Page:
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Machu Picchu is an ancient Inca citadel located in the Andes Mountains of Peru. It was built during the 15th century and is considered one of the most famous and iconic archaeological sites in the world.

The site is located on a mountain ridge overlooking the Urubamba Valley and was abandoned after the Spanish Conquest in the 16th century. It was not rediscovered until 1911, when American historian Hiram Bingham stumbled upon it while searching for the lost city of Vilcabamba.

Machu Picchu is divided into two main sections: the agricultural and urban sectors. The agricultural sector is made up of terraced fields and irrigation canals that were used to grow crops such as corn, potatoes, and quinoa. The urban sector is made up of temples, palaces, and houses that were built from large stone blocks that were carved to fit together perfectly without the use of mortar.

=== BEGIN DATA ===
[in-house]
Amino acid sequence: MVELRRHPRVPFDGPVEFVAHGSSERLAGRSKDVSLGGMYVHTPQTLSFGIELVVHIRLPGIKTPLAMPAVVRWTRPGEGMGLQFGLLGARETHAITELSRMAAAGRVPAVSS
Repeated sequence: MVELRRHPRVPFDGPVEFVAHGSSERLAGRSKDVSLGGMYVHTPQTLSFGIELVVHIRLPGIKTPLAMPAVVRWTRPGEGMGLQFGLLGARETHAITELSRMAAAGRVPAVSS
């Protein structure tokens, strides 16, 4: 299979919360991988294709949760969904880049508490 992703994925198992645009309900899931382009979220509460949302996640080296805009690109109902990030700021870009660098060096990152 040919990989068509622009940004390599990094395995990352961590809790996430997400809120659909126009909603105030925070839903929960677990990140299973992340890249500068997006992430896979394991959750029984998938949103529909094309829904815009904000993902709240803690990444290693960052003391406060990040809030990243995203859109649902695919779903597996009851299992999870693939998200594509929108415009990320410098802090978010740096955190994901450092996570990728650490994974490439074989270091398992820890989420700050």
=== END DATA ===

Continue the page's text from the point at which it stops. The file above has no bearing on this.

Some of the most notable structures at Machu Picchu include the Temple of the Sun, the Temple of the Three Windows, and the Intihuatana stone, which is believed to have served as a solar clock or calendar.

Machu Picchu was declared a UNESCO World Heritage Site in 1983 and is visited by millions of tourists every year. Its remote location and the mystery surrounding its purpose and abandonment have made it a fascinating and enduring symbol of the Inca Empire.